Sioux to Francais
James Taylor Dunn cites a few possible sources for the re-named, St. Croix. Father Hennepin who traveled with the explorer Du Luth in 1883 called it the Riviere du Tombeau ( River of the Grave or Mausolaeum) and it appears on their map of the exploration under this name. In Hennepin’s words, “because the Savages bur’d there one of their Men, who was bitten by a Rattlesnake…and I put upon his Corps a white Covering; for which the Savages returned me their publick Thanks.” (Dunn, pg. 28)
Around 1700, members of Pierre Charles le Sueur’s party floated two explanations. One companion referred to a cross planted over the grave of a French voyageur buried near present-day Prescott, Wisconsin. Another credited the name to a French trader named Sainte-Croix who wrecked his boat near the same spot (Dunn pg. 29)
There’s further evidence to support a historical Sainte-Croix offered in a well-annotated re-issue of Pike\’s 1805 Journals published in 1895. Regardless of the misty origins, the name appeared on a document of explorer Nicolas Perrot signed on May 8th, 1689 as the Riviere-Sainte-Croix, and since then, that name has stuck.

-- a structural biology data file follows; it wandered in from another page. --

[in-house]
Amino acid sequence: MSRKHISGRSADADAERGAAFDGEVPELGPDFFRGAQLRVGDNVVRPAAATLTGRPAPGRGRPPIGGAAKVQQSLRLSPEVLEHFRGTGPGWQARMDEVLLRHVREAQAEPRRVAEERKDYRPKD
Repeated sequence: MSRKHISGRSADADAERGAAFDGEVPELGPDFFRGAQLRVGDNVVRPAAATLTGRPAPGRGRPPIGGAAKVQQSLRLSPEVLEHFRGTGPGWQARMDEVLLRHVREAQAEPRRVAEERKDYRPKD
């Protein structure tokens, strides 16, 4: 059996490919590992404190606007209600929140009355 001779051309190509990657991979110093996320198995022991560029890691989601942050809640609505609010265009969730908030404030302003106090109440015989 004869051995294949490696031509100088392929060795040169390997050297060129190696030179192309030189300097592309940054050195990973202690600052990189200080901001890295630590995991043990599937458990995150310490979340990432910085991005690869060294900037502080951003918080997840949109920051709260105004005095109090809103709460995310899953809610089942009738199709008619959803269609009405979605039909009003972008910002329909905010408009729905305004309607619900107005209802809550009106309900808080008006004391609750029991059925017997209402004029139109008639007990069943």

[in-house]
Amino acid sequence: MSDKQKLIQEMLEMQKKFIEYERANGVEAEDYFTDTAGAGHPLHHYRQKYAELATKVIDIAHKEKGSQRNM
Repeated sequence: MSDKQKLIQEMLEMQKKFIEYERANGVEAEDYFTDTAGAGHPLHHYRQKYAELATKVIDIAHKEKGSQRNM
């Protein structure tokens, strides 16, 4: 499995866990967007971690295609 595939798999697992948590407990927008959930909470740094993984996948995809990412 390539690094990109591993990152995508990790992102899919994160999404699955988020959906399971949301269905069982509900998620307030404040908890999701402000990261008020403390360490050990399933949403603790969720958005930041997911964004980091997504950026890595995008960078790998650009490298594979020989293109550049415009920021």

By the time Zebulon Pike paddled the confluence in 1805, the lower St. Croix and the Mississippi were already in steady use as trading routes with the Sioux and a bit further up the St. Croix, the Chippewa. On that trip Pike negotiated the purchase of two significant tracts of land from the Sioux.
The 1805 Treaty of St. Peters or the Treaty with the Sioux, better known as Pike’s Purchase, was a treaty conducted between Lieutenant Zebulon Pike for the United States and Chiefs “Le Petit Carbeau” and Way Aga Enogee on behalf of the Sioux Nation. The treaty conducted on September 23, 1805, purchases two tracts of land: nine-square miles each at the confluence of the St. Croix River about what now is Hastings, Minnesota and confluence of the Minnesota River with Mississippi about what now is Mendota, Minnesota, for the purposes of establishing military posts at each of the two sites. A military post was not established at the confluence of the St. Croix with the Mississippi, but Fort Snelling was established on the bluffs overlooking the confluence of the Minnesota with the Mississippi. Though the treaty was never proclaimed by the President of the United States, it was ratified by the United States Congress on April 16, 1808. (Wiki) “Search” my posts under “Zebulon Pike”, “Pike Island, and “portage” for more of my writing on these subjects.
Well, when I make my left turn at Prescott, I’ll be on the “upstream” portion of the trip where I spent many a lovely day – usually floating “downstream.” With a nice southerly blow (one can hope) the lower river up to Stillwater should feel less like fighting current and more like lake time. I’ll leave you with Mr. Pike at this juncture of two mighty rivers and see you again on yes, Mystery Photo Friday #7. Guess the site of this week’s Mystery Photo and win the coveted “cotton swabs.” See you soon. Corey